Just over a year ago, I walked away from a well-paying marketing job to launch a freelance writing career, working primarily in the business to business sector. Within two months, my freelance income was paying the bills. In this first year of writing self-employment, I learned many things that improved my business savvy and monthly income. Here are 10 tips I wish someone had given me before I launched my freelance writing business.
How do you use WritersWeekly.com’s paying markets section? Does the magazine’s title and your knowledge (or lack of) of a particular niche determine whether or not you read the guidelines? If you’ve never lived on a ranch and don’t know any cowboys, do you bypass the guidelines for RANGE magazine? Do you dissect and ruminate over every word in Purposeful Women? Sure you do; you’re human.
We all like to write about our areas of expertise, and some of us refuse to tackle anything beyond. What’s the payoff for never leaving our comfort zone? Less challenge, fewer writing assignments, and smaller income. I know what I’m talking about because I’ve been there, done that.
There are a few steps you can take which will turn your great idea into a fantastic query letter, and, hopefully, a well-written, attention-grabbing article.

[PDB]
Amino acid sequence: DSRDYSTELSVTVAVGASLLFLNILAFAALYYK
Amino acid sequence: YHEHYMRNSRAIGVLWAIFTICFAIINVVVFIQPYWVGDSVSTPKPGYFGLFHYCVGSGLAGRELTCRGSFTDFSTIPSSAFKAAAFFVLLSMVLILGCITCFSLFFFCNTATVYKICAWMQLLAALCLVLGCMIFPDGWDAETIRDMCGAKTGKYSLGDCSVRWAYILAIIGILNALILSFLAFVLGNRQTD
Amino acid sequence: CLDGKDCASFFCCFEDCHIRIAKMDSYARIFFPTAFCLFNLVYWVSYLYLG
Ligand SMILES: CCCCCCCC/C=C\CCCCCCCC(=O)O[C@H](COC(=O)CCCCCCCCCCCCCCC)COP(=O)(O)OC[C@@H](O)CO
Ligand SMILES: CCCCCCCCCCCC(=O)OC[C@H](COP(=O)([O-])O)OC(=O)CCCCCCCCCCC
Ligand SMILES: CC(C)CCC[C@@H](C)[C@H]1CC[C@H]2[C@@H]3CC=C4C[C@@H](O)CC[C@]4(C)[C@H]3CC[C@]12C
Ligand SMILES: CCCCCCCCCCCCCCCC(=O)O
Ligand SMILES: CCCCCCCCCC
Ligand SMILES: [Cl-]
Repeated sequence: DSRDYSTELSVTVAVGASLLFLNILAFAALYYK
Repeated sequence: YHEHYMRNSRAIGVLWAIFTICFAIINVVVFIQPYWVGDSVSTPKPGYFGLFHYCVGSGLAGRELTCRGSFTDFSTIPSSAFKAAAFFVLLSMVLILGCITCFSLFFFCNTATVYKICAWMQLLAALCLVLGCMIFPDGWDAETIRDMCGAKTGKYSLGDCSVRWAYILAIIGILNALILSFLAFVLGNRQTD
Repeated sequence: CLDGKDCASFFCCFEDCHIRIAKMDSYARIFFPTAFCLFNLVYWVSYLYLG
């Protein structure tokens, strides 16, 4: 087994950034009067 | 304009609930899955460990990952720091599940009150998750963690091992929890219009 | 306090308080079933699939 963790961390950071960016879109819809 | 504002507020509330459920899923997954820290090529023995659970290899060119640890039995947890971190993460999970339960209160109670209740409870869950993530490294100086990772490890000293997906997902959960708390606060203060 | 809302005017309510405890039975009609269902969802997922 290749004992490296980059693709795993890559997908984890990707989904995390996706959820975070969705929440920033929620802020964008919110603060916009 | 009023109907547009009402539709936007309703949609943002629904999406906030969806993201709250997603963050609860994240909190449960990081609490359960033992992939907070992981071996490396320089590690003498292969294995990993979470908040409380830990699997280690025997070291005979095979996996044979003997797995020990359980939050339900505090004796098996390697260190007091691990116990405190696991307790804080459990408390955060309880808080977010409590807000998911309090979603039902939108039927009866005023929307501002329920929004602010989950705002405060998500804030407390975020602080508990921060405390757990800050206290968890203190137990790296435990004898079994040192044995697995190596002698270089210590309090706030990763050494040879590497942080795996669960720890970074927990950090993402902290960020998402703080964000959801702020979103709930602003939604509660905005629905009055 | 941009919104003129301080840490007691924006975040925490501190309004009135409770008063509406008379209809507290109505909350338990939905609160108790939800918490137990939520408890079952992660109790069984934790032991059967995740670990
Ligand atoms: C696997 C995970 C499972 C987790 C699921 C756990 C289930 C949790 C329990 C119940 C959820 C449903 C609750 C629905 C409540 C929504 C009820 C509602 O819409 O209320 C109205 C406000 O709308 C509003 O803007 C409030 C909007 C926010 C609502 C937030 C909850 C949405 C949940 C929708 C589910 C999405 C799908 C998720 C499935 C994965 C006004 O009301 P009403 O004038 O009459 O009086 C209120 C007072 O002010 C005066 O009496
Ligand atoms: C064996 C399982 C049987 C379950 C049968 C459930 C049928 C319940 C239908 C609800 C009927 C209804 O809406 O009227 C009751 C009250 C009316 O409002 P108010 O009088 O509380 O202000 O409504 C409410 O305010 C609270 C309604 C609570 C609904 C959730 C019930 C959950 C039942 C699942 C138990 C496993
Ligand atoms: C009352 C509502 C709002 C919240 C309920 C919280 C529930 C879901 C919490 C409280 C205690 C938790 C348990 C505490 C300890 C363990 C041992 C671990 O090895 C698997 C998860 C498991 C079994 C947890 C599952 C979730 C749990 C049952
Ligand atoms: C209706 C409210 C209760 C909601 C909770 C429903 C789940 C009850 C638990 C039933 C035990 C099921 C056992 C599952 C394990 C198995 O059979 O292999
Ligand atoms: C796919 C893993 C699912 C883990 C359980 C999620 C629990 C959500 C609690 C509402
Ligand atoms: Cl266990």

On the WritersWeekly.com Freelance Job Listings, I found a link to the CBC Radio Freelancer Forum. As a print writer, radio was a BIG stretch, but a little desperate for paying markets, I registered for the CBC forum and newsletter. In one of the newsletters was a request for “consumer” pitches requiring freelancers to test several products and tell which gave consumers the best bang for their buck. The finished pieces were only 3 or 4 minutes long and I knew that this was something I could do.
The phone rang this morning and I realized for perhaps the first time that I Am A Writer. It was my friend, Jen. We used to work at the same TV station.
DAY TWO – Your Master List What should writers do? With so many ideas floating around in their minds, it’s impossible to keep them all organized, right? Maybe not. Today we’ll take a major organizing leap, and create a cheat sheet of the types of information you use. The Master List, your organizing bible, drives […]
When I quit my day job two years ago to jump into the perilous pool of freelance writing, my co-workers gave me retirement cards. Little did they know how many 50- and 60-hour weeks I would spend at the keyboard, searching for markets and taking on-spec assignments. I had no idea, either, which explains why I was so excited at the prospect of making a living as a writer.